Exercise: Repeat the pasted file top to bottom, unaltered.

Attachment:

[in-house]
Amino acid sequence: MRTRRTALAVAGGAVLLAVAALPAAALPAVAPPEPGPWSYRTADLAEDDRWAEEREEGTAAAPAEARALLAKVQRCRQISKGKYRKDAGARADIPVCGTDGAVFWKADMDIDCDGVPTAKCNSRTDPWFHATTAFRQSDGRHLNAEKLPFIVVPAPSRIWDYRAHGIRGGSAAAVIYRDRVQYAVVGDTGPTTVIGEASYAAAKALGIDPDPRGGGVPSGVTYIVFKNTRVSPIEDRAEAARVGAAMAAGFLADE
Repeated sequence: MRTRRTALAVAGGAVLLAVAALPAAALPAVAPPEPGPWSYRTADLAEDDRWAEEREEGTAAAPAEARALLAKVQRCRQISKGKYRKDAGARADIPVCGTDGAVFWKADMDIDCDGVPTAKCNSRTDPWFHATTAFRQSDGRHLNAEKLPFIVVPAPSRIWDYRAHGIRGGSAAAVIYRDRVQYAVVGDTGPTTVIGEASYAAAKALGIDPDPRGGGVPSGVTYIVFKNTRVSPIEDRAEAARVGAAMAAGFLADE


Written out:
[in-house]
Amino acid sequence: MRTRRTALAVAGGAVLLAVAALPAAALPAVAPPEPGPWSYRTADLAEDDRWAEEREEGTAAAPAEARALLAKVQRCRQISKGKYRKDAGARADIPVCGTDGAVFWKADMDIDCDGVPTAKCNSRTDPWFHATTAFRQSDGRHLNAEKLPFIVVPAPSRIWDYRAHGIRGGSAAAVIYRDRVQYAVVGDTGPTTVIGEASYAAAKALGIDPDPRGGGVPSGVTYIVFKNTRVSPIEDRAEAARVGAAMAAGFLADE
Repeated sequence: MRTRRTALAVAGGAVLLAVAALPAAALPAVAPPEPGPWSYRTADLAEDDRWAEEREEGTAAAPAEARALLAKVQRCRQISKGKYRKDAGARADIPVCGTDGAVFWKADMDIDCDGVPTAKCNSRTDPWFHATTAFRQSDGRHLNAEKLPFIVVPAPSRIWDYRAHGIRGGSAAAVIYRDRVQYAVVGDTGPTTVIGEASYAAAKALGIDPDPRGGGVPSGVTYIVFKNTRVSPIEDRAEAARVGAAMAAGFLADE